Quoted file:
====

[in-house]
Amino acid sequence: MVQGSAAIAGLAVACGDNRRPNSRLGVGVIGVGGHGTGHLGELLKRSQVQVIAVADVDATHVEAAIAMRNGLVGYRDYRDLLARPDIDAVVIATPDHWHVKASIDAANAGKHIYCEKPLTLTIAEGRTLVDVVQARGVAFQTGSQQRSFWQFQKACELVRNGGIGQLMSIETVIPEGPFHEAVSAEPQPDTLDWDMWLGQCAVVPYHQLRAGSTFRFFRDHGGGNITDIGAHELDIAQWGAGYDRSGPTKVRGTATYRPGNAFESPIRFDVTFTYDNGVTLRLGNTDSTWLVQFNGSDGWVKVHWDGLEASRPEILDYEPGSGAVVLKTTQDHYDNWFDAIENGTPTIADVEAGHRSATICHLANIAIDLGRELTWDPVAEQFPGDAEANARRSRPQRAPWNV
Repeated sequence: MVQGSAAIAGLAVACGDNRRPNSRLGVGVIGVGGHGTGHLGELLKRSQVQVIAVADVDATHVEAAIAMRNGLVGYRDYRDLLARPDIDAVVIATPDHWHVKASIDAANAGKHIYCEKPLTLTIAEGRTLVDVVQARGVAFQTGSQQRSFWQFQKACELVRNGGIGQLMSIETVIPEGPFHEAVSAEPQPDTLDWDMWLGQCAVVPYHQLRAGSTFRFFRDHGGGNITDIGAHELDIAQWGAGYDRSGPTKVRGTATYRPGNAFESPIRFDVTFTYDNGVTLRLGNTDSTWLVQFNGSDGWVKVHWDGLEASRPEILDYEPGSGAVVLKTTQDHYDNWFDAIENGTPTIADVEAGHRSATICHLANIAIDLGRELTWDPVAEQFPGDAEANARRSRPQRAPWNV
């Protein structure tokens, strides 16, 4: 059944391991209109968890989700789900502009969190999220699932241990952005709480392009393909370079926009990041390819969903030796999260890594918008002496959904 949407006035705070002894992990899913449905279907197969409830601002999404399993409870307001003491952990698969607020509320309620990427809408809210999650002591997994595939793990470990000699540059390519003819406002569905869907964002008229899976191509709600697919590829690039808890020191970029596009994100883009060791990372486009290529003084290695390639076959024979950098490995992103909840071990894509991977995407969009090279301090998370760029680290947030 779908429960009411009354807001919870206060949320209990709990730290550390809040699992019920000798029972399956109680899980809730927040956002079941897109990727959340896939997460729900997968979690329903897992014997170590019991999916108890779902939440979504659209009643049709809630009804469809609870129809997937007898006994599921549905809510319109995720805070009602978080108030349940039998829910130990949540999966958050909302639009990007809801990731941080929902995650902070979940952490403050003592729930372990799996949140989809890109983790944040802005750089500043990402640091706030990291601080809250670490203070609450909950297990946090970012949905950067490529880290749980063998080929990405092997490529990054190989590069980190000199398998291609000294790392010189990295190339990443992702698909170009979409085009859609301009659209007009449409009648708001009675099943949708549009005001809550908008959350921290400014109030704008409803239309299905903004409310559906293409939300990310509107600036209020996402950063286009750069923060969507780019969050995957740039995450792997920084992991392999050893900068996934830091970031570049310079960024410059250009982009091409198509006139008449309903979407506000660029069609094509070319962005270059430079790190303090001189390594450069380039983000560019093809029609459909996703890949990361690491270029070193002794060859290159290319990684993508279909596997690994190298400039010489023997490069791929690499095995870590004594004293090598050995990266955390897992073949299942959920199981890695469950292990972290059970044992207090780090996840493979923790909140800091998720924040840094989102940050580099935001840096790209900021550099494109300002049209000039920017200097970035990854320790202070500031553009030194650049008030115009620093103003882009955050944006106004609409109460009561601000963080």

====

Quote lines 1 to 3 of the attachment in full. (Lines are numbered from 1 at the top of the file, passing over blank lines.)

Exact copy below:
[in-house]
Amino acid sequence: MVQGSAAIAGLAVACGDNRRPNSRLGVGVIGVGGHGTGHLGELLKRSQVQVIAVADVDATHVEAAIAMRNGLVGYRDYRDLLARPDIDAVVIATPDHWHVKASIDAANAGKHIYCEKPLTLTIAEGRTLVDVVQARGVAFQTGSQQRSFWQFQKACELVRNGGIGQLMSIETVIPEGPFHEAVSAEPQPDTLDWDMWLGQCAVVPYHQLRAGSTFRFFRDHGGGNITDIGAHELDIAQWGAGYDRSGPTKVRGTATYRPGNAFESPIRFDVTFTYDNGVTLRLGNTDSTWLVQFNGSDGWVKVHWDGLEASRPEILDYEPGSGAVVLKTTQDHYDNWFDAIENGTPTIADVEAGHRSATICHLANIAIDLGRELTWDPVAEQFPGDAEANARRSRPQRAPWNV
Repeated sequence: MVQGSAAIAGLAVACGDNRRPNSRLGVGVIGVGGHGTGHLGELLKRSQVQVIAVADVDATHVEAAIAMRNGLVGYRDYRDLLARPDIDAVVIATPDHWHVKASIDAANAGKHIYCEKPLTLTIAEGRTLVDVVQARGVAFQTGSQQRSFWQFQKACELVRNGGIGQLMSIETVIPEGPFHEAVSAEPQPDTLDWDMWLGQCAVVPYHQLRAGSTFRFFRDHGGGNITDIGAHELDIAQWGAGYDRSGPTKVRGTATYRPGNAFESPIRFDVTFTYDNGVTLRLGNTDSTWLVQFNGSDGWVKVHWDGLEASRPEILDYEPGSGAVVLKTTQDHYDNWFDAIENGTPTIADVEAGHRSATICHLANIAIDLGRELTWDPVAEQFPGDAEANARRSRPQRAPWNV